In the past, the supply chain’s sole reason for existence was to finished products into retail stores.
However, the retail ecosystem is very different today, and as a result – so is the modern supply chain. The brick-and-mortar store is now just one channel in a multi-channel retail environment. The typical range of channels now includes brick-and-mortar stores, manufacturer websites, online retailers, social media pages, catalogs and pop-up stores.
What is cross-channel?
Cross-channel is when a customer uses several different channels for one purchase. So, perhaps they see a retailer’s online banner ad, browse through that retailer’s offerings, go to the-brick-and-mortar store to look at actual products, pay for an item and then have it delivered to their door.
All of this has changed consumer expectations: People expect to be able to order a product in any one of a myriad of different ways, and have it show up to their door or a local store for pickup at a relatively low cost.
Multiple sales channels force supply chain supervisors to simultaneously cater to and predict varying internal and external requirements so they can carry on meeting time windows, keeping costs low, maintaining proper inventory levels and helping fuel growth. Put simply, supply chains are being called on to provide a ton of versatility.
How is cross-channel being handled?
For suppliers, a natural inclination might be to boost inventory amounts near the point of demand, as shown by cross-channel data. Some retailers have shifted toward this model, with software and inventory systems to handle and monitor each channel via independent systems.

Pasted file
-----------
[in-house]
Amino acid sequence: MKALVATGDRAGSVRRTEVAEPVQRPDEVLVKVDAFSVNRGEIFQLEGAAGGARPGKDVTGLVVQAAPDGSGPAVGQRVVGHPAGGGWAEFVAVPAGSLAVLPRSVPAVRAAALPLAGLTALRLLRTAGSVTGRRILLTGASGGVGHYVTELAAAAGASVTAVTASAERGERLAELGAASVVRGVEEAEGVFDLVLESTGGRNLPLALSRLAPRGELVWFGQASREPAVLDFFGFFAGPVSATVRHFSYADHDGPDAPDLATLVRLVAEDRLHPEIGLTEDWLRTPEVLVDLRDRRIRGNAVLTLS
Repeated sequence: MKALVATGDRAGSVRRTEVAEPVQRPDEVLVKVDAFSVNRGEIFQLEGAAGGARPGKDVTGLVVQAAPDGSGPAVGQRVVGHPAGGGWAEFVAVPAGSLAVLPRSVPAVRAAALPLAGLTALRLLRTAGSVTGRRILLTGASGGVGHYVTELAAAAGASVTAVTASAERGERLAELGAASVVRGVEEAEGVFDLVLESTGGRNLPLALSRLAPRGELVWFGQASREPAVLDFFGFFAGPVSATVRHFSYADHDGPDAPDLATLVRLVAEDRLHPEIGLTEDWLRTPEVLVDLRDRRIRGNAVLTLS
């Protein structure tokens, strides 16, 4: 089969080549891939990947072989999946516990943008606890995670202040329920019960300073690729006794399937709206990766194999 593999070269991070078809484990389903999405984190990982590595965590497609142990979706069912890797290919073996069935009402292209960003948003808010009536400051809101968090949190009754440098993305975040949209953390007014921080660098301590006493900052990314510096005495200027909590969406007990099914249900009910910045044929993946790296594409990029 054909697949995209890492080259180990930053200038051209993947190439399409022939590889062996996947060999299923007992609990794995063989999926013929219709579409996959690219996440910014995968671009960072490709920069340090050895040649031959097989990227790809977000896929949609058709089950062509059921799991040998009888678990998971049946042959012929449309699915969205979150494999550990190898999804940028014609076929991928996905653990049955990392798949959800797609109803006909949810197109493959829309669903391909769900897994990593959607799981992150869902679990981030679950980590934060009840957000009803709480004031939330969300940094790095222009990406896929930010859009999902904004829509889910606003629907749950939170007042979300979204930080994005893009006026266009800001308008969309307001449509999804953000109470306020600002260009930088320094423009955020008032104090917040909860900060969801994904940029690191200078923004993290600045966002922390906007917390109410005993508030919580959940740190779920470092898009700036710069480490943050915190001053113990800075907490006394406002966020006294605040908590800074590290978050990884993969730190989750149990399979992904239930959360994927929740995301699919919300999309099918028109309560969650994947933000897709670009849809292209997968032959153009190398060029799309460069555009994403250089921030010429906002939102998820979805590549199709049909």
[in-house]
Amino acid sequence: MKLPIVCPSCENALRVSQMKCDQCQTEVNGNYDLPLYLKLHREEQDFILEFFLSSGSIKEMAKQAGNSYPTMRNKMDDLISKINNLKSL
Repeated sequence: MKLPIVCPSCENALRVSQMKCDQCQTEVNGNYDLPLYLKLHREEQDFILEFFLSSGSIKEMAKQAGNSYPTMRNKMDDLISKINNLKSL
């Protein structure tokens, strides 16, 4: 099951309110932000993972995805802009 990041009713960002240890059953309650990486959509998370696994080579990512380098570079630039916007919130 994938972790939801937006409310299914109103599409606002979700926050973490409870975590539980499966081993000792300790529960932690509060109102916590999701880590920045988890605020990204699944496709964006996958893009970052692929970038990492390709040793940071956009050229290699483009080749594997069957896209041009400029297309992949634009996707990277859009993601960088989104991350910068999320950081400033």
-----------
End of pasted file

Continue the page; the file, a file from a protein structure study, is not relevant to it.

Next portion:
However, managing inventory, being prepared to ship on-time and working with a diverse customer base are all far harder when using distinct systems for several channels. Depending on how resources have been allotted, this siloed system can lead to unforeseen bottlenecks, resulting in customer complaints or supply chain blind-spots – where bad visibility causes missed sales, decreased inventory turns, boosted inventory investment and greater costs.
Hence, the somewhat standard method of satisfying a customer’s order out of the geographically nearest warehouse is starting to become obsolete. Additionally, conventional inventory systems are not up to the job of efficiently and correctly supplying products, which puts businesses at a competitive disadvantage.How Can Your Supply Chain Benefit From Cross-Channel Attribution?
One solution has been to outsource some supply chain functions to third parties. This allows for the extension of a company’s abilities from a technological perspective and the accommodation of nuances in any given channel.
However, some companies are now contemplating bringing outsourced functions back within their own walls, if they haven’t done so already. Many of these organizations have learned the basic principles of their supply chains, as well as any limitations and issues by monitoring the performance of their service providers. This maturation of knowledge within the industry, as well as the emergence of cross-channel, could speed up the shift toward in-sourcing of all logistical flows.
In reality, a single software solution that is able to manage supply flows can provide significant competitive advantages. Importantly, it means consistent cataloging of available items for increased visibility. A single system also allows for supply chain professionals to coordinate with a company’s marketing department, which allows for both departments to benefit from cross-channel retail.
Work With a Leader in Supply Chain Recruiting
At ZDA, we specialize in working with supply chain professionals, so we understand the unique this industry faces. If your company is looking to partner with a supply chain recruiter with this kind of insight, please contact us today.